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Hearing loss is presently a public health issue and scientists believe that it will become a lot more common for individuals in their 20’s to be wearing hearing aids.

When you think of severe hearing loss, ideas of elderly people might come to mind. But over the past few years, there has been a spike in hearing loss with all age groups. Increased hearing loss among all ages further demonstrates that hearing loss isn’t an “aging problem,” but a growing epidemic.

With adults 20 and older, researchers predict that hearing loss will increase by 40%. The healthcare network views this as a serious public health issue. According to John Hopkins medical researchers, one out of five individuals is already suffering from hearing loss so extreme it makes communication challenging.

Hearing loss is increasing amongst all age groups and here is why experts think that is.

Added Health Issues Can be The Consequence of Hearing Loss

It’s a horrible thing to have to go through serious hearing loss. Normal communication becomes challenging, aggravating, and fatiguing. Individuals can frequently disengage from their family and friends and stop doing the things they love. When you’re enduring severe hearing loss, it will be impossible to be active without getting help.

It’s not only diminished hearing that individuals with untreated hearing loss suffer from. They’re also more likely to develop the following

  • Anxiety
  • Other acute health conditions
  • Depression
  • Injuries from recurring falls
  • Dementia
  • Cognitive decline

They’re also more likely to have difficulties with their personal friendships and may have challenges getting basic needs met.

Individuals who suffer from hearing loss are impacted in their personal lives and could also have increased:

  • Needs for public assistance
  • Healthcare costs
  • Disability rates
  • Accident rates
  • Insurance rates

These factors demonstrate that hearing loss is a major obstacle we should combat as a society.

What’s Contributing to Increased Hearing Loss Across Multiple Ages?

There are a number of factors causing the present increase in hearing loss. One factor is the increased occurrence of common conditions that can cause hearing loss, such as:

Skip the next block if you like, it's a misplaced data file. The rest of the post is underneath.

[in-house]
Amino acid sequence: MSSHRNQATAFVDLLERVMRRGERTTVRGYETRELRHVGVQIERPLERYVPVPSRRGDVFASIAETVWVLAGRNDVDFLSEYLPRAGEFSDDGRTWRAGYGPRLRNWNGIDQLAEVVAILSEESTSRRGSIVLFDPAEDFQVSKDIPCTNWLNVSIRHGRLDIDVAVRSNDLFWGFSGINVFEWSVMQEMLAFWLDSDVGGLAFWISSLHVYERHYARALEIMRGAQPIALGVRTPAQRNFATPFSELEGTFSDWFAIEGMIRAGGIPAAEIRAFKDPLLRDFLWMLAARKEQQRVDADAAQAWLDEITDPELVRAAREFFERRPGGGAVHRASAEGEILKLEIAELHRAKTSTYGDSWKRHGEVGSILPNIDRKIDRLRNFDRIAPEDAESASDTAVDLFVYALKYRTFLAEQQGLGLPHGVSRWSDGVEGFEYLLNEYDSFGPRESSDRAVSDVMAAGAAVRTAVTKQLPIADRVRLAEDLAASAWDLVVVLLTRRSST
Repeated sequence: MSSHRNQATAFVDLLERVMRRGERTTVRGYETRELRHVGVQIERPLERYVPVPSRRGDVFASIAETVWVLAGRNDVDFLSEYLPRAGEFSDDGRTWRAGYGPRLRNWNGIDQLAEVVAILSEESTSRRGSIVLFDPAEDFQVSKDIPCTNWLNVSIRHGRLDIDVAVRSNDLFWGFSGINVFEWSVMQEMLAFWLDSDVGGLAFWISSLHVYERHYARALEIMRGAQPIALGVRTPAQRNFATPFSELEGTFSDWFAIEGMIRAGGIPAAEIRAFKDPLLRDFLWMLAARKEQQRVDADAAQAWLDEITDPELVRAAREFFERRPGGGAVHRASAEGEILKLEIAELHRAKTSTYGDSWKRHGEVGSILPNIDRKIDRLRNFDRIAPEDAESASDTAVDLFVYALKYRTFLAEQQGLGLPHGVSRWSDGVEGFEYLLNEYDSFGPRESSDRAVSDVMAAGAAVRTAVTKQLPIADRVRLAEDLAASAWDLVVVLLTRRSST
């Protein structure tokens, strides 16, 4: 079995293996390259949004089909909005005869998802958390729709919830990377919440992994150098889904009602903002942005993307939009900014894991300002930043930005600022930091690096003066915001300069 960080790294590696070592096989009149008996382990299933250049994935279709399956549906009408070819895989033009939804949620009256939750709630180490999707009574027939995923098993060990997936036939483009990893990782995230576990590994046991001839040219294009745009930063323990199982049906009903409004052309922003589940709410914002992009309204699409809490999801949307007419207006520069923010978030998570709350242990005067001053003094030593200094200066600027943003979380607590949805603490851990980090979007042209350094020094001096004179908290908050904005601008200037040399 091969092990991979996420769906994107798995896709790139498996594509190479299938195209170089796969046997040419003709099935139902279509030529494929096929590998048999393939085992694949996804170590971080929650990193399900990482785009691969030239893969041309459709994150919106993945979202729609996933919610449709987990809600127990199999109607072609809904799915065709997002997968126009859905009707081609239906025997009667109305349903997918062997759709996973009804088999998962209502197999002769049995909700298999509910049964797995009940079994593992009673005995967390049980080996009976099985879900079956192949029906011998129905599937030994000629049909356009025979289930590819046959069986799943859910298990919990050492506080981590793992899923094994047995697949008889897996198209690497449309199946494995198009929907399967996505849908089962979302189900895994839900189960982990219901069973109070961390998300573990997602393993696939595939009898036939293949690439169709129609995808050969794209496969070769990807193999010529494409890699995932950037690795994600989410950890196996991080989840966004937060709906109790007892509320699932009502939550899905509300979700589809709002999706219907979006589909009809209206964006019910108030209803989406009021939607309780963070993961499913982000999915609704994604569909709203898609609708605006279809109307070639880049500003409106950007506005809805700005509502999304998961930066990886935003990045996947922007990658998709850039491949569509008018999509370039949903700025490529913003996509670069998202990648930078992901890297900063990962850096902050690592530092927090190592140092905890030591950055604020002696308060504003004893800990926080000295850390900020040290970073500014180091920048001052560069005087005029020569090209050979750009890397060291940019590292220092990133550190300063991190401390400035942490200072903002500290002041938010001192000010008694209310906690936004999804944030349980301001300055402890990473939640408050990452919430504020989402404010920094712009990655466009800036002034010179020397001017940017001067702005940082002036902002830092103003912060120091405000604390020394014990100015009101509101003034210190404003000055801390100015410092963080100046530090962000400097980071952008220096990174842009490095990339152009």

• Obesity
  • Diabetes
  • Cardiovascular disease
  • High blood pressure
  • Anxiety and unmanaged stress
  • Poor diet and a lack of regular exercise

More individuals are dealing with these and associated conditions at earlier ages, which contributes to further hearing loss.

Increased prevalence of hearing loss also has a great deal to do with lifestyle. Exposure to loud sounds is more common, particularly in recreation areas and work environments. Modern technology is often loud, and we’re being exposed to loud music and other sounds in more places. It’s often the younger age groups who have the highest amount of noise exposure in:

  • Shooting ranges
  • Bars, clubs, and concerts
  • Gyms
  • Factories

Also, many people are turning the volume of their music up to harmful volumes and are wearing earbuds. And a greater number of people are now using painkillers, either to treat chronic pain or recreationally. Opiates, ibuprofen, aspirin, and acetaminophen will raise your chance of hearing loss particularly if taken over a long period of time.

How is Hearing Loss as a Health Crisis Being Dealt With by Society?

Local, national, and world organizations have taken notice. They’re educating the public as a step to slow this growing trend with the following:

  • Treatment options
  • Risk factors
  • Prevention
  • Research

Individuals are being urged by these organizations to:

  • Have their hearing tested earlier in their lives
  • Wear their hearing aids
  • Know their degree of hearing loss risk

Hearing loss will worsen with any delay in these measures.

Scientists, healthcare providers, and government organizations are trying to find solutions. Hearing aid associated costs are also being tackled. State-of-the-art hearing technology will be increased and lives will be significantly improved.

The World Health Organization (WHO) is working with scientists and organizations to create in depth strategies. They are incorporating awareness, education, and health services to lower the risk of hearing loss in underserved groups.

Local leaders are being made aware of the health impact of noise by being given researched-based guidelines for communities. They work with communities to decrease resident’s noise exposure and instruct them on what safe levels of noise are. Additionally, they are furthering research on how opiate use and abuse can raise the risk of hearing loss.

Can You do Anything?

Keep yourself informed as hearing loss is a public health issue. Take steps to slow the development of your own hearing loss and share practical information with others.

Have your own hearing examined if you suspect you are suffering from hearing loss. If you learn you need hearing aids, make sure you wear them.

Preventing hearing loss is the main goal. You’re helping other people who are dealing with hearing loss understand that they’re not alone when you wear your hearing aids. You’re bringing awareness about the issue of hearing loss in your community. Policies, actions. and attitudes will then be changed by this awareness.

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